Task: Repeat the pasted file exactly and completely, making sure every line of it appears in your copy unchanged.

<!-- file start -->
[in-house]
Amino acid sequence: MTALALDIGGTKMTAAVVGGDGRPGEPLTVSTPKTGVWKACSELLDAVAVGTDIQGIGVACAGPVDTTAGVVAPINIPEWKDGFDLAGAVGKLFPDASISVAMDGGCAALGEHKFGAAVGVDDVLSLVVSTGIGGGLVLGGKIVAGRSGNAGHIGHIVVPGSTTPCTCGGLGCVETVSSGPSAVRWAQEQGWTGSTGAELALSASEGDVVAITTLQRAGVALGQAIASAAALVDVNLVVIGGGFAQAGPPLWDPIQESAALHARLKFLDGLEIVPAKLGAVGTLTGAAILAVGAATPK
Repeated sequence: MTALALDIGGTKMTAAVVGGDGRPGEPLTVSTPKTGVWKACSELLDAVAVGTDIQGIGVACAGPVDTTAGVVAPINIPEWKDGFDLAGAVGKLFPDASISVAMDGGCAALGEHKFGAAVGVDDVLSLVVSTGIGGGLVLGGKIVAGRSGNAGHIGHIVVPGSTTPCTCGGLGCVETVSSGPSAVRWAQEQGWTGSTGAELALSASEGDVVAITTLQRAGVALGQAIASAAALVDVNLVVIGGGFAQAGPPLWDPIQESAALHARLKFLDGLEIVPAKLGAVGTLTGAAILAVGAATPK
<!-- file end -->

[in-house]
Amino acid sequence: MTALALDIGGTKMTAAVVGGDGRPGEPLTVSTPKTGVWKACSELLDAVAVGTDIQGIGVACAGPVDTTAGVVAPINIPEWKDGFDLAGAVGKLFPDASISVAMDGGCAALGEHKFGAAVGVDDVLSLVVSTGIGGGLVLGGKIVAGRSGNAGHIGHIVVPGSTTPCTCGGLGCVETVSSGPSAVRWAQEQGWTGSTGAELALSASEGDVVAITTLQRAGVALGQAIASAAALVDVNLVVIGGGFAQAGPPLWDPIQESAALHARLKFLDGLEIVPAKLGAVGTLTGAAILAVGAATPK
Repeated sequence: MTALALDIGGTKMTAAVVGGDGRPGEPLTVSTPKTGVWKACSELLDAVAVGTDIQGIGVACAGPVDTTAGVVAPINIPEWKDGFDLAGAVGKLFPDASISVAMDGGCAALGEHKFGAAVGVDDVLSLVVSTGIGGGLVLGGKIVAGRSGNAGHIGHIVVPGSTTPCTCGGLGCVETVSSGPSAVRWAQEQGWTGSTGAELALSASEGDVVAITTLQRAGVALGQAIASAAALVDVNLVVIGGGFAQAGPPLWDPIQESAALHARLKFLDGLEIVPAKLGAVGTLTGAAILAVGAATPK